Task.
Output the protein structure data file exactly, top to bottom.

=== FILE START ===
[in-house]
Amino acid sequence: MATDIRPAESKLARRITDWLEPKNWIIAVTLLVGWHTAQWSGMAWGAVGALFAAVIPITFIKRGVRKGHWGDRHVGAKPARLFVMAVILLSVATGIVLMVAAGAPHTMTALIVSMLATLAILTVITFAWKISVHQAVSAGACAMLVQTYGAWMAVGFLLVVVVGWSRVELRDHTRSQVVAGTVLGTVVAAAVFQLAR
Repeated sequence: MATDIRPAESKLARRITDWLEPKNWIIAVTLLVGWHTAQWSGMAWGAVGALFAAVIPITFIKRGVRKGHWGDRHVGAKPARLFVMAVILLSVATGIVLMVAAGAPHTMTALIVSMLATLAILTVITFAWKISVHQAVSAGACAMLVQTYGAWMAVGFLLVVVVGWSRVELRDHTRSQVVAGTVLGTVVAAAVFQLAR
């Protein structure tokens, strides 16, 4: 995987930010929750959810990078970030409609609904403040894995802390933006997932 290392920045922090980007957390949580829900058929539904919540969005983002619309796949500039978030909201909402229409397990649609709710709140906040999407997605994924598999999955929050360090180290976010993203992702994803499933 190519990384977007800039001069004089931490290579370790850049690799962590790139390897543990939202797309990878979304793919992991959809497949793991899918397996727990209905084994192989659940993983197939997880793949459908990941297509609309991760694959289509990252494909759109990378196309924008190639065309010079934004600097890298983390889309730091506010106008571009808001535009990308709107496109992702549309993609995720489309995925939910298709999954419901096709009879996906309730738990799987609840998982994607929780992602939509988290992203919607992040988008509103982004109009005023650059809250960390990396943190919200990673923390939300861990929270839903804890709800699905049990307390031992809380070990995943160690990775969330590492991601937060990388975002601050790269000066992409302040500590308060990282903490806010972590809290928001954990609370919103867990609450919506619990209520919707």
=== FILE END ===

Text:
[in-house]
Amino acid sequence: MATDIRPAESKLARRITDWLEPKNWIIAVTLLVGWHTAQWSGMAWGAVGALFAAVIPITFIKRGVRKGHWGDRHVGAKPARLFVMAVILLSVATGIVLMVAAGAPHTMTALIVSMLATLAILTVITFAWKISVHQAVSAGACAMLVQTYGAWMAVGFLLVVVVGWSRVELRDHTRSQVVAGTVLGTVVAAAVFQLAR
Repeated sequence: MATDIRPAESKLARRITDWLEPKNWIIAVTLLVGWHTAQWSGMAWGAVGALFAAVIPITFIKRGVRKGHWGDRHVGAKPARLFVMAVILLSVATGIVLMVAAGAPHTMTALIVSMLATLAILTVITFAWKISVHQAVSAGACAMLVQTYGAWMAVGFLLVVVVGWSRVELRDHTRSQVVAGTVLGTVVAAAVFQLAR
């Protein structure tokens, strides 16, 4: 995987930010929750959810990078970030409609609904403040894995802390933006997932 290392920045922090980007957390949580829900058929539904919540969005983002619309796949500039978030909201909402229409397990649609709710709140906040999407997605994924598999999955929050360090180290976010993203992702994803499933 190519990384977007800039001069004089931490290579370790850049690799962590790139390897543990939202797309990878979304793919992991959809497949793991899918397996727990209905084994192989659940993983197939997880793949459908990941297509609309991760694959289509990252494909759109990378196309924008190639065309010079934004600097890298983390889309730091506010106008571009808001535009990308709107496109992702549309993609995720489309995925939910298709999954419901096709009879996906309730738990799987609840998982994607929780992602939509988290992203919607992040988008509103982004109009005023650059809250960390990396943190919200990673923390939300861990929270839903804890709800699905049990307390031992809380070990995943160690990775969330590492991601937060990388975002601050790269000066992409302040500590308060990282903490806010972590809290928001954990609370919103867990609450919506619990209520919707």